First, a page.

When your child suddenly starts waking in the middle of the night screaming inconsolably yet seems to still be asleep he may be experiencing a night terror. While this can be a common occurrence in children it’s a frightening event to experience, more so for mom and dad, and can happen as early as the age of 2 years old.
A night terror is a sleep interruption that can look very similar to a nightmare, but with a far more startling appearance. Night terrors can be scary for parents but rest assured, they’re not usually cause for concern or a sign of a deeper medical issue and usually the child won’t remember the episode in the morning. Night terrors happen during deep in the sleep cycle called non-REM sleep. It is not a dream, but a partial arousal episode that happens as the child is transitioning out of one sleep cycle and into another. Night terrors will most likely occur in or around 2 or 3 hours after your child falls asleep.
Night terrors are caused by an over stimulated central nervous system (CNS) during sleep. We want to remember not to wake the child during the terror but create a safe surrounding so not to hurt themselves if they start thrashing. There are no treatments for night terrors, but there are ways to help prevent your child from having them.
1. Limit screen time in the evenings: Make it a household rule to turn all screens off (TV, computers, phones, tablets…) at least one hour before bedtime. The light from the screens of these devices can delay the release of the sleep-inducing hormone, melatonin. We want our brains to shut off before going to bed, not be over worked.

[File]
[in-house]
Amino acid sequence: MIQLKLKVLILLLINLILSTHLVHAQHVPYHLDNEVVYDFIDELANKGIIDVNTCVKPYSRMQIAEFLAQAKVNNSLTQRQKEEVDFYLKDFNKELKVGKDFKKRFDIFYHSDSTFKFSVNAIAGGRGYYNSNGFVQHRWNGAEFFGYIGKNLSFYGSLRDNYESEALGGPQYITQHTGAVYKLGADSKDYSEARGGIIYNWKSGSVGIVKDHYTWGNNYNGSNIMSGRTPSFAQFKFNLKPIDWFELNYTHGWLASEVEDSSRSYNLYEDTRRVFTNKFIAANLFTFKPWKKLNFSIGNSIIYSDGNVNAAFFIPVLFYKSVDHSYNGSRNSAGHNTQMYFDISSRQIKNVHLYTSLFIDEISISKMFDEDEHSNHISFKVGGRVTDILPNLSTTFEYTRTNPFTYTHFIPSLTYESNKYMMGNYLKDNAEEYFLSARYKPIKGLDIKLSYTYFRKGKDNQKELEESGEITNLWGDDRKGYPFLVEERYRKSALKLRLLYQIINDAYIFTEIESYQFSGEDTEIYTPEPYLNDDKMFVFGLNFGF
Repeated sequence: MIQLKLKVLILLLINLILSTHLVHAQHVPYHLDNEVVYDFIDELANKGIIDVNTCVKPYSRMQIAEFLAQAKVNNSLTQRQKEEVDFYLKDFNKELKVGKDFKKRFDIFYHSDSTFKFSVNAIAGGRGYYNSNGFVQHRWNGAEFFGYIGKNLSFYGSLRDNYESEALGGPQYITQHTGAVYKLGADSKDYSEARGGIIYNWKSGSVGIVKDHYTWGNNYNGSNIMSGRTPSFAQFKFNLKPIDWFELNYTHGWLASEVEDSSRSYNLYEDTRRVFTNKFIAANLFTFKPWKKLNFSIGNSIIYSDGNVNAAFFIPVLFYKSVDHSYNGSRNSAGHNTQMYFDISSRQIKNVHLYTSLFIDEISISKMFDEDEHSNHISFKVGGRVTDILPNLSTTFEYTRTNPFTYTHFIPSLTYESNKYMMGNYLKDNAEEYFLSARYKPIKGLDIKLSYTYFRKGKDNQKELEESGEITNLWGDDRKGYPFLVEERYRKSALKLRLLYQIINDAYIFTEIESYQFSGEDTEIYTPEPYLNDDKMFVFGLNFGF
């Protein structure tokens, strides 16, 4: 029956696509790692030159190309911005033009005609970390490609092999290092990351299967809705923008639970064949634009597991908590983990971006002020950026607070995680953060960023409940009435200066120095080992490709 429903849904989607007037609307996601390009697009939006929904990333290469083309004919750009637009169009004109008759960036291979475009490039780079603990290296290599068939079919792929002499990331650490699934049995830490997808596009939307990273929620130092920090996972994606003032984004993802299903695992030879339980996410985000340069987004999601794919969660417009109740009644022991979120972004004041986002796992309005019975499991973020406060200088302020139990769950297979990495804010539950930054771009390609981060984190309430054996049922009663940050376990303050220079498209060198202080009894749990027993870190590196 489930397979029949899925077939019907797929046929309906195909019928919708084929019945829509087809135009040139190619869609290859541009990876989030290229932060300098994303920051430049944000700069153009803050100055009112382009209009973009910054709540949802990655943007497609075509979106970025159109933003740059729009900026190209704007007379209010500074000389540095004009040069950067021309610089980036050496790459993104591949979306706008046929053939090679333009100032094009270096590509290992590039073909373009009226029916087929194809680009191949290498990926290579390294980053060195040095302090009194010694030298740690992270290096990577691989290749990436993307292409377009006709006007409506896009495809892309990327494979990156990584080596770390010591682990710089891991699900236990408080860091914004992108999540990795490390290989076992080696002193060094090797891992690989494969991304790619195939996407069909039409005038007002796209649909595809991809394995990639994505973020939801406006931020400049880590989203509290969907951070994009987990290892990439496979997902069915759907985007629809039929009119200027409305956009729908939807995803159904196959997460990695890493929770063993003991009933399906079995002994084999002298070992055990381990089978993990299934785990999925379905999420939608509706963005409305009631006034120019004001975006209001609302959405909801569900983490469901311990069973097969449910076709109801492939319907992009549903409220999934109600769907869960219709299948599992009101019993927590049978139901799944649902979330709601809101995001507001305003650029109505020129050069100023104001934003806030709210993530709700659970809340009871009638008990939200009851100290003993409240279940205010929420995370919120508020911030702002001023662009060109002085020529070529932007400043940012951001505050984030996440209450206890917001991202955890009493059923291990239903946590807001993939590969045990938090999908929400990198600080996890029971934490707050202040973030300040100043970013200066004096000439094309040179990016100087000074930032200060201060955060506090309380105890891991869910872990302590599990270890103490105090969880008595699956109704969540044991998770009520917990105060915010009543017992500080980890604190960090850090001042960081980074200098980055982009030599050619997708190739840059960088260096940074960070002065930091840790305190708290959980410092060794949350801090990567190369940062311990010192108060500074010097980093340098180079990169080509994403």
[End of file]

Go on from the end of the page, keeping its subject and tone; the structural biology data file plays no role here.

2. Establish a relaxing, and consistent, bedtime routine: Before bed make sure to allow your child to have some downtime so they are able to de-stress and call it a day. Draw them a warm bath, read them a story and make sure any activities are quiet. It’s also a good idea to be consistent with a bedtime and stick to a similar bedtime each night.
3. Make sure their room is conducive to sleep establishing an environment that is as dark, cool, and as quiet as possible. Set up their bedrooms for sleep success.
4. Avoid having your child become overtired: As mentioned above, a consistent bedtime is key. Many parents have the misconception that if they are to push their child beyond exhaustion, their child will sleep longer and have a better quality of sleep during the night. This simply is untrue. We want to avoid pushing our children to that state of exhaustion because we then risk over stimulation and over-tiredness. When they go down well-rested they will sleep more restfully therefore transfer in and out of each sleep cycle as best they can in hopes to avoid any future night terrors
Night terrors can be scary but keep in mind; your child most likely won’t remember the episode the next morning. Creating a healthy sleep environment and routine are the first steps to your child sleeping soundly through the night again.